Dell’s XPS 13 certainly isn’t wanting for style. Sporting a slick wedge profile that measures .24–.71 inches front to back, the XPS 13 is all matte-silver, machined aluminum up top, with a carbon fiber base. A soft-touch surface on the bottom makes the device easy to grip and two rubber “feet” that run horizontally along the underside will surely hold it in place on any surface and promote airflow. Dell even took care to construct a thin metal door on the XPS 13’s underside to hide the Windows certificate of authenticity sticker and sundry other unsightly logos.
An embedded magnet keeps the lid securely attached to the base when the laptop is closed, but opening it can be a challenge—it’s a two-handed affair. Inside, the XPS 13 continues its logo-free theme (save for the “XPS” on the screen bezel). The black, soft-touch palm rest is void of third-party branding. It’s kept company by a black magnesium clickpad and a shiny black island keyboard, which is backlit. The screen consists of edge-to-edge Gorilla glass. As with the HP Folio 13, it’s 13.3 inches with a 1366x768 resolution. The TN panel displays all the typical weakness—move your head or the screen beyond the narrow sweet spot and see contrast and colors diminished.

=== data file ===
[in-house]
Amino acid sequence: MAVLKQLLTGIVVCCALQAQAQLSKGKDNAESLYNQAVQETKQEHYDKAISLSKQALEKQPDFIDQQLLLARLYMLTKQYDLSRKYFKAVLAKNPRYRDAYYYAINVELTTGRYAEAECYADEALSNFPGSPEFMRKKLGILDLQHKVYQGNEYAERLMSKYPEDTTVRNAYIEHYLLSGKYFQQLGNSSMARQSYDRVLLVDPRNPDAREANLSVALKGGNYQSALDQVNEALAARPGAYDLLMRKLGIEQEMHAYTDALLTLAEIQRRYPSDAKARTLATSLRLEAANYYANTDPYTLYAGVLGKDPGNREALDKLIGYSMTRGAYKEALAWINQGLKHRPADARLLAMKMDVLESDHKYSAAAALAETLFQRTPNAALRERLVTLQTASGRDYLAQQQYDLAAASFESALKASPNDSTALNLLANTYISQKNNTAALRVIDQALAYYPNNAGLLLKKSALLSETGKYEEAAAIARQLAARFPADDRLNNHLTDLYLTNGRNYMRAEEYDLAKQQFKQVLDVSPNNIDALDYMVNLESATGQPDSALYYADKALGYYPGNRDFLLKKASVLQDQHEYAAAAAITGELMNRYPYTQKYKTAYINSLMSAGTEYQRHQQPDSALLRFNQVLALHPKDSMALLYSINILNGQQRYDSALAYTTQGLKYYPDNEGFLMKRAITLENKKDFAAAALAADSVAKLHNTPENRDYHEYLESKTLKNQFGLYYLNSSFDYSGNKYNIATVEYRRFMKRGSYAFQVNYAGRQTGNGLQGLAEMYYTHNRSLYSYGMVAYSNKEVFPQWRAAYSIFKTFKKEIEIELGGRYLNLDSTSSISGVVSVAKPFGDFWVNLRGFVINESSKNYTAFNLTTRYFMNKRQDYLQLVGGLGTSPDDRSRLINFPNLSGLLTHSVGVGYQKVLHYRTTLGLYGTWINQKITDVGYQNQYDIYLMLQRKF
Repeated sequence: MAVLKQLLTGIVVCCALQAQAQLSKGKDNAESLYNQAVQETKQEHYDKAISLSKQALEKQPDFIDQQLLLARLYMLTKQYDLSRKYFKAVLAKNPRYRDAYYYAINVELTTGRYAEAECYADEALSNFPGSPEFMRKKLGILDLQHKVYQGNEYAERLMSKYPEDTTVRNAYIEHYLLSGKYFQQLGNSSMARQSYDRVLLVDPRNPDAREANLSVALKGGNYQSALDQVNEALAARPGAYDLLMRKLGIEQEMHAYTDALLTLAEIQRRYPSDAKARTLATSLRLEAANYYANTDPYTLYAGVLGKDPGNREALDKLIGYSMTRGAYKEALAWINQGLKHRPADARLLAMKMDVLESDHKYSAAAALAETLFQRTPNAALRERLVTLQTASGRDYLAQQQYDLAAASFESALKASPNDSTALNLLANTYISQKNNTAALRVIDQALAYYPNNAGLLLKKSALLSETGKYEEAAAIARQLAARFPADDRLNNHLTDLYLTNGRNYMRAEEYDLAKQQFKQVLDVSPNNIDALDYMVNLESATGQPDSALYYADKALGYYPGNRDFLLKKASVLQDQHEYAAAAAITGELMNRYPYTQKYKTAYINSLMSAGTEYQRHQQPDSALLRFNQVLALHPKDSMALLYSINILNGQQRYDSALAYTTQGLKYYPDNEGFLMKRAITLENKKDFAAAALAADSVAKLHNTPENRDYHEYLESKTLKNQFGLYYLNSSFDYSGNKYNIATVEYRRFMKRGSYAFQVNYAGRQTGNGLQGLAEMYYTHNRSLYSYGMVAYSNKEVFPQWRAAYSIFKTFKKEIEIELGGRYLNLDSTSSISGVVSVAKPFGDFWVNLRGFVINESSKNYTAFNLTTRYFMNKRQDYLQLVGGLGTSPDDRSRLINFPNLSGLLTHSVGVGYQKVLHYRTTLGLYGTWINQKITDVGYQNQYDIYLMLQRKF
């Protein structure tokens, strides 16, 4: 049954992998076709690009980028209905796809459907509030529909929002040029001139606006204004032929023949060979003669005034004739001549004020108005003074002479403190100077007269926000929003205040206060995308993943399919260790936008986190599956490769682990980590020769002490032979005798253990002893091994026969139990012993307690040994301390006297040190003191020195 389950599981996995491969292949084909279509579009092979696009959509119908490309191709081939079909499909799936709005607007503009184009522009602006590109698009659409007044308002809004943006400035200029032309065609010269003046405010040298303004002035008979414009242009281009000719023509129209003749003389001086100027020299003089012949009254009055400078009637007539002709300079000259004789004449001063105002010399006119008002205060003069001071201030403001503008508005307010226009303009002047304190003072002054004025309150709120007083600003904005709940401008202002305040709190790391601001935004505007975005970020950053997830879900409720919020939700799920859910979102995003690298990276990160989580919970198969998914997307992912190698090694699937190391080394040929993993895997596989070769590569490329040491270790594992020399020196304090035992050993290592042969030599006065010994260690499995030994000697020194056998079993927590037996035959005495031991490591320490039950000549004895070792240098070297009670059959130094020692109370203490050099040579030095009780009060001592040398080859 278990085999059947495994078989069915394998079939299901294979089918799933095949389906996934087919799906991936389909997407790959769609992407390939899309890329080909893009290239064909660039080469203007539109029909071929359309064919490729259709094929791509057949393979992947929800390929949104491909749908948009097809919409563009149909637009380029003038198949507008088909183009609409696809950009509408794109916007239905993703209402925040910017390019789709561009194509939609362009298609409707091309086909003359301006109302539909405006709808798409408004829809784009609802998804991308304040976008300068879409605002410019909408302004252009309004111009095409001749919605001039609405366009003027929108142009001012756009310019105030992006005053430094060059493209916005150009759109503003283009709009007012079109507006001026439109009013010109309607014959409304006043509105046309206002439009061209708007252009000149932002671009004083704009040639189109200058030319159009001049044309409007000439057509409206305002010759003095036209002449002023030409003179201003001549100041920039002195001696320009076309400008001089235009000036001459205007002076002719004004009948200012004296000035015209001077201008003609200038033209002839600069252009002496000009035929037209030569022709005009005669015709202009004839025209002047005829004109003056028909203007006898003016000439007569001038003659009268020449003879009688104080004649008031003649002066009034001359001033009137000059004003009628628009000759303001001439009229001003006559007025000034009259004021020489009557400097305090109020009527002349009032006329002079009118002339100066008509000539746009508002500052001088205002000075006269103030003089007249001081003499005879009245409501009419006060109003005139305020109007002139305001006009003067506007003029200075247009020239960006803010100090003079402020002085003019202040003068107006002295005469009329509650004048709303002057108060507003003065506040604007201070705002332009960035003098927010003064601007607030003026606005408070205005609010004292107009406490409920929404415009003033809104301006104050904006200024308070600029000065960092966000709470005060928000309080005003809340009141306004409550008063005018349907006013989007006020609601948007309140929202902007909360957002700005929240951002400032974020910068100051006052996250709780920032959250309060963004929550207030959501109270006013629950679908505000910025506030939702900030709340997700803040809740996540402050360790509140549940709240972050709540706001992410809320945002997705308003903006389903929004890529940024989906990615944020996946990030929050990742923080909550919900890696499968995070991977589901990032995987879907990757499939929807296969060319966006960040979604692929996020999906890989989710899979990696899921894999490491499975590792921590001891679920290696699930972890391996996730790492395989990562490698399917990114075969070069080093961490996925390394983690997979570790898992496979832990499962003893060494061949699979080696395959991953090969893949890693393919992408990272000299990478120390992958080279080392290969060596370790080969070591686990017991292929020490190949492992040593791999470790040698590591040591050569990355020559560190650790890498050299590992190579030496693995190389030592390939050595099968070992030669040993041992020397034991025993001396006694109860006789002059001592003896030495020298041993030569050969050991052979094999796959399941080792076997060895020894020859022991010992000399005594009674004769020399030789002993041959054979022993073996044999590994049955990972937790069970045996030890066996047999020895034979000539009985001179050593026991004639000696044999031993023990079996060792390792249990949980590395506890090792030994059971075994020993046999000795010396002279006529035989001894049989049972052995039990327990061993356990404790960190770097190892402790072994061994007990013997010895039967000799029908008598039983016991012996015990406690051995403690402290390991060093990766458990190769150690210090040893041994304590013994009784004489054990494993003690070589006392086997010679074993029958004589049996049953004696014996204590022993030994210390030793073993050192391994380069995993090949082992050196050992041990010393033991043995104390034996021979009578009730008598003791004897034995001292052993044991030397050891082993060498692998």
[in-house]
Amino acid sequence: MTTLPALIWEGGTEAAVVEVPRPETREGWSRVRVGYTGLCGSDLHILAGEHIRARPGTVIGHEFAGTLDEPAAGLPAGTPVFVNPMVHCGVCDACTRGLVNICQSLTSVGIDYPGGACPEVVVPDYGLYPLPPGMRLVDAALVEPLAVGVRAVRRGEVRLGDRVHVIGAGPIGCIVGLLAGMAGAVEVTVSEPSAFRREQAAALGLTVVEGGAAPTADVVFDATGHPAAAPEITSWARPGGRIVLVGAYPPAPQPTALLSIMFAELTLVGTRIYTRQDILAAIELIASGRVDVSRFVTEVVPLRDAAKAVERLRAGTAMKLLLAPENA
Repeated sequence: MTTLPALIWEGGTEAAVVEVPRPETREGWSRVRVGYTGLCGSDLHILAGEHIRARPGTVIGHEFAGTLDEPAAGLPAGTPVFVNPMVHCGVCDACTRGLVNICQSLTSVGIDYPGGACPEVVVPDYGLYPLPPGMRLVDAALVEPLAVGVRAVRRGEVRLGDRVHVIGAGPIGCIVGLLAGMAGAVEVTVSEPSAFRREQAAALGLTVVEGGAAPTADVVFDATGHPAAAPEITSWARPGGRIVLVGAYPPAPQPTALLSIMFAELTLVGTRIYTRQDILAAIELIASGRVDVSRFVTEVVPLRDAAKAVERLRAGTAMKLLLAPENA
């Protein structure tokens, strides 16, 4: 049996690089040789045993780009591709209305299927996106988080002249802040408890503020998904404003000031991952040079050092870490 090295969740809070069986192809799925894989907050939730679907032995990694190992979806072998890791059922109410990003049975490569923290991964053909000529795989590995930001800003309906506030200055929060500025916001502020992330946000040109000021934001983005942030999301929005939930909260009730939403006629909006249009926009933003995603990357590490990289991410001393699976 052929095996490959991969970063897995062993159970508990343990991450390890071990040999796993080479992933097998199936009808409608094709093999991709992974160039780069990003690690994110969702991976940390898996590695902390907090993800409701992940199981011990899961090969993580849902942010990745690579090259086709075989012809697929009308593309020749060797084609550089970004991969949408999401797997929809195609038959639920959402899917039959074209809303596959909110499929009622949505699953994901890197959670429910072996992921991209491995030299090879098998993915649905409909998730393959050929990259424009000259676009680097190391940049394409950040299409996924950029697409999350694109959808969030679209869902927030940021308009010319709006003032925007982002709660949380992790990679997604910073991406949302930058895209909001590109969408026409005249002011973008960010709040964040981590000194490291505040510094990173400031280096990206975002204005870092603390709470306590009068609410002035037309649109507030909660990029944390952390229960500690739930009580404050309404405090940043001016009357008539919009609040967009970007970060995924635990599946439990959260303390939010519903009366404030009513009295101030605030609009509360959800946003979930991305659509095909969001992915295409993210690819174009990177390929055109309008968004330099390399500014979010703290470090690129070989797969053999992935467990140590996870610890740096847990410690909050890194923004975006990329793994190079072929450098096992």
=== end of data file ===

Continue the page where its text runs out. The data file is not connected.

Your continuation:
Edge-to-edge Gorilla glass adds to the XPS 13’s sharp aesthetic and makes the screen less vulnerable to the rigors of regular use and travel.
Dell offers the XPS 13 at a starting price of $1,000, configured similarly to HP’s Folio 13, but the company sent us its beefiest configuration, sporting a 1.7GHz Intel Core i7-2637M and a 256GB SSD on a SATA 6Gb/s bus. The difference is apparent in our benchmark results. The XPS 13 performed pretty closely with our zero point, save for the Photoshop test, where the Zenbook displayed anomalous results. The XPS 13’s slight leads are likely due to the 2637M’s 100MHz Turbo frequency advantage. Aggressive cooling could also be a factor—the XPS 13’s fan was noticeably, even distractingly, loud under load (even after a BIOS update meant to address thermals). Because it’s priced nearly 50 percent more than the Zenbook, we’d have hoped for a larger performance delta. Sure, twice the storage capacity counts for something, but $400-plus? And for that you get no media reader or Ethernet port.
On the other hand, the XPS 13 is enterprise-friendly, offering TPM along with other IT-centric options. It also features Intel’s Smart Connect technology, which updates your email and select apps while your system is asleep, so the most current info is there for you instantly. Rapid Start, a requisite of ultrabooks, is present, too, making the XPS 13 capable of booting in 19 seconds and coming out of sleep near-instantaneously.
Is it a solid package? You betcha—particularly for business-folk who aren’t budget-conscious.
Dell XPS 13
Attractive styling; good build; strong performance.
Out of pocket
Loud under load; not easy to open; TN panel; pricey.
Premiere Pro CS3 (sec)
Photoshop CS3 (sec)
ProShow Producer (sec)
Quake III (FPS)
Quake 4 (FPS)
Battery life (min)
Our zero-point ultraportable is an Asus Zenbook UX31E with a 1.7GHz Intel Core i5-2557M, 4GB of DDR3/1333 RAM, integrated graphics, a 128GB SSD, and Windows 7 Professional 64-bit.
1.7GHz Intel Core i7-2637M
Dual‑channel 4GB DDR3/1333
Samsung 256GB SSD
USB 2.0, USB 3.0, Mini DisplayPort, headphone/mic, webcam, Bluetooth, 802.11 a/g/n